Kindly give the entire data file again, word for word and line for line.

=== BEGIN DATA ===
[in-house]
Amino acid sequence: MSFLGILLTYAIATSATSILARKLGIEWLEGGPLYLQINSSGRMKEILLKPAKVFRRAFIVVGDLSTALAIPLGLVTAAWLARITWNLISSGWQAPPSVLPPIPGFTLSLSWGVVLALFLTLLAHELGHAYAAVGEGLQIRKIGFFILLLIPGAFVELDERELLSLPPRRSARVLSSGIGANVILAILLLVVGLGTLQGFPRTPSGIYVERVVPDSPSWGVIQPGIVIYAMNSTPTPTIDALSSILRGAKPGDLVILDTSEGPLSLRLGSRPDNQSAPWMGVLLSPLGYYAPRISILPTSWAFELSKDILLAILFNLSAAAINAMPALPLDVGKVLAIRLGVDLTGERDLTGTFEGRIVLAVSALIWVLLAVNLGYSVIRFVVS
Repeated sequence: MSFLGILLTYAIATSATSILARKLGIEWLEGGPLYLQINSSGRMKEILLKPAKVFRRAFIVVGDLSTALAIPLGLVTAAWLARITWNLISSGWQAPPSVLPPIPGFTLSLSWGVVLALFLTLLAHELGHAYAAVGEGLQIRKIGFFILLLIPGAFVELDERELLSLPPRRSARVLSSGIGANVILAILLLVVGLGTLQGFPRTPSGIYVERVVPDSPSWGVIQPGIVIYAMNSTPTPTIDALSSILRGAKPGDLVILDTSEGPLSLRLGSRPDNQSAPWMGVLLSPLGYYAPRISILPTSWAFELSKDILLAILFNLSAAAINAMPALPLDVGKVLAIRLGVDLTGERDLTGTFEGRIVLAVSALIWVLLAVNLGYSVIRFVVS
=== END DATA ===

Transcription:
[in-house]
Amino acid sequence: MSFLGILLTYAIATSATSILARKLGIEWLEGGPLYLQINSSGRMKEILLKPAKVFRRAFIVVGDLSTALAIPLGLVTAAWLARITWNLISSGWQAPPSVLPPIPGFTLSLSWGVVLALFLTLLAHELGHAYAAVGEGLQIRKIGFFILLLIPGAFVELDERELLSLPPRRSARVLSSGIGANVILAILLLVVGLGTLQGFPRTPSGIYVERVVPDSPSWGVIQPGIVIYAMNSTPTPTIDALSSILRGAKPGDLVILDTSEGPLSLRLGSRPDNQSAPWMGVLLSPLGYYAPRISILPTSWAFELSKDILLAILFNLSAAAINAMPALPLDVGKVLAIRLGVDLTGERDLTGTFEGRIVLAVSALIWVLLAVNLGYSVIRFVVS
Repeated sequence: MSFLGILLTYAIATSATSILARKLGIEWLEGGPLYLQINSSGRMKEILLKPAKVFRRAFIVVGDLSTALAIPLGLVTAAWLARITWNLISSGWQAPPSVLPPIPGFTLSLSWGVVLALFLTLLAHELGHAYAAVGEGLQIRKIGFFILLLIPGAFVELDERELLSLPPRRSARVLSSGIGANVILAILLLVVGLGTLQGFPRTPSGIYVERVVPDSPSWGVIQPGIVIYAMNSTPTPTIDALSSILRGAKPGDLVILDTSEGPLSLRLGSRPDNQSAPWMGVLLSPLGYYAPRISILPTSWAFELSKDILLAILFNLSAAAINAMPALPLDVGKVLAIRLGVDLTGERDLTGTFEGRIVLAVSALIWVLLAVNLGYSVIRFVVS